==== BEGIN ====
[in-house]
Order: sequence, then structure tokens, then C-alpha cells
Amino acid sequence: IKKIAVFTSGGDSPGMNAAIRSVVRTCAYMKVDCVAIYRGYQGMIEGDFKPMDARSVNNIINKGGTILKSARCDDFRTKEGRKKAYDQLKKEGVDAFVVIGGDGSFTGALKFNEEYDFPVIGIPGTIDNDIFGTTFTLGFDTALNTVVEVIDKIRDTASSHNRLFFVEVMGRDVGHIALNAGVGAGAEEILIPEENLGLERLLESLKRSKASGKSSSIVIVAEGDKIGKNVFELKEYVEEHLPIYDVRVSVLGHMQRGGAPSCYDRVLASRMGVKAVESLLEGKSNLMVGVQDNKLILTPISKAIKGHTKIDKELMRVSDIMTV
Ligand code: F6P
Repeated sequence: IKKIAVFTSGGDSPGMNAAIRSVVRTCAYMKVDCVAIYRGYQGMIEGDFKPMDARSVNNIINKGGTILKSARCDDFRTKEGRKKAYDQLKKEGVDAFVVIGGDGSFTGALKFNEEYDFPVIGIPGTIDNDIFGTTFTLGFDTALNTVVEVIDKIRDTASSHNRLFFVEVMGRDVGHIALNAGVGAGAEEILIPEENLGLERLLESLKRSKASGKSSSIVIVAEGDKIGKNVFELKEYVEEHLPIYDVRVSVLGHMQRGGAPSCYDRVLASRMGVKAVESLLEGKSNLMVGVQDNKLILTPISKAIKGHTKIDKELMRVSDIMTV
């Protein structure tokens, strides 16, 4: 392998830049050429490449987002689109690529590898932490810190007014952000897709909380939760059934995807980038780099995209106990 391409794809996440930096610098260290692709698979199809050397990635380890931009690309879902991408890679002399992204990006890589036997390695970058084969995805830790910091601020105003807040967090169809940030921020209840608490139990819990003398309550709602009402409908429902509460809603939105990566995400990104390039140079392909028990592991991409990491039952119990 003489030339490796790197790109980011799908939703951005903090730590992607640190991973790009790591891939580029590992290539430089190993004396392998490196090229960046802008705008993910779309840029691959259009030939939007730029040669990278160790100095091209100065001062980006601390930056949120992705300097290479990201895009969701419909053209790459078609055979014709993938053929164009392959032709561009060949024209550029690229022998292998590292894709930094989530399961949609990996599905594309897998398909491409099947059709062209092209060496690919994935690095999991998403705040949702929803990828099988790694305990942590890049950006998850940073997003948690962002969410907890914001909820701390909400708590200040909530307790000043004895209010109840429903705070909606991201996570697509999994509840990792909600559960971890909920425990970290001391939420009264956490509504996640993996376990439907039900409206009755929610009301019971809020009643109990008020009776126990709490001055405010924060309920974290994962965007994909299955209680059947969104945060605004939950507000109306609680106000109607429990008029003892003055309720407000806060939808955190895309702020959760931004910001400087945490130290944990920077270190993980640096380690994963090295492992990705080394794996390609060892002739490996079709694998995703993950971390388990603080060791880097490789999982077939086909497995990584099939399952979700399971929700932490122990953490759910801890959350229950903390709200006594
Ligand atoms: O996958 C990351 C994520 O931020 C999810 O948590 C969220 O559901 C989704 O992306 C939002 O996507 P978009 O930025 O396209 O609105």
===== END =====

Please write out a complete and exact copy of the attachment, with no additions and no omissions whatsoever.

[in-house]
Order: sequence, then structure tokens, then C-alpha cells
Amino acid sequence: IKKIAVFTSGGDSPGMNAAIRSVVRTCAYMKVDCVAIYRGYQGMIEGDFKPMDARSVNNIINKGGTILKSARCDDFRTKEGRKKAYDQLKKEGVDAFVVIGGDGSFTGALKFNEEYDFPVIGIPGTIDNDIFGTTFTLGFDTALNTVVEVIDKIRDTASSHNRLFFVEVMGRDVGHIALNAGVGAGAEEILIPEENLGLERLLESLKRSKASGKSSSIVIVAEGDKIGKNVFELKEYVEEHLPIYDVRVSVLGHMQRGGAPSCYDRVLASRMGVKAVESLLEGKSNLMVGVQDNKLILTPISKAIKGHTKIDKELMRVSDIMTV
Ligand code: F6P
Repeated sequence: IKKIAVFTSGGDSPGMNAAIRSVVRTCAYMKVDCVAIYRGYQGMIEGDFKPMDARSVNNIINKGGTILKSARCDDFRTKEGRKKAYDQLKKEGVDAFVVIGGDGSFTGALKFNEEYDFPVIGIPGTIDNDIFGTTFTLGFDTALNTVVEVIDKIRDTASSHNRLFFVEVMGRDVGHIALNAGVGAGAEEILIPEENLGLERLLESLKRSKASGKSSSIVIVAEGDKIGKNVFELKEYVEEHLPIYDVRVSVLGHMQRGGAPSCYDRVLASRMGVKAVESLLEGKSNLMVGVQDNKLILTPISKAIKGHTKIDKELMRVSDIMTV
């Protein structure tokens, strides 16, 4: 392998830049050429490449987002689109690529590898932490810190007014952000897709909380939760059934995807980038780099995209106990 391409794809996440930096610098260290692709698979199809050397990635380890931009690309879902991408890679002399992204990006890589036997390695970058084969995805830790910091601020105003807040967090169809940030921020209840608490139990819990003398309550709602009402409908429902509460809603939105990566995400990104390039140079392909028990592991991409990491039952119990 003489030339490796790197790109980011799908939703951005903090730590992607640190991973790009790591891939580029590992290539430089190993004396392998490196090229960046802008705008993910779309840029691959259009030939939007730029040669990278160790100095091209100065001062980006601390930056949120992705300097290479990201895009969701419909053209790459078609055979014709993938053929164009392959032709561009060949024209550029690229022998292998590292894709930094989530399961949609990996599905594309897998398909491409099947059709062209092209060496690919994935690095999991998403705040949702929803990828099988790694305990942590890049950006998850940073997003948690962002969410907890914001909820701390909400708590200040909530307790000043004895209010109840429903705070909606991201996570697509999994509840990792909600559960971890909920425990970290001391939420009264956490509504996640993996376990439907039900409206009755929610009301019971809020009643109990008020009776126990709490001055405010924060309920974290994962965007994909299955209680059947969104945060605004939950507000109306609680106000109607429990008029003892003055309720407000806060939808955190895309702020959760931004910001400087945490130290944990920077270190993980640096380690994963090295492992990705080394794996390609060892002739490996079709694998995703993950971390388990603080060791880097490789999982077939086909497995990584099939399952979700399971929700932490122990953490759910801890959350229950903390709200006594
Ligand atoms: O996958 C990351 C994520 O931020 C999810 O948590 C969220 O559901 C989704 O992306 C939002 O996507 P978009 O930025 O396209 O609105």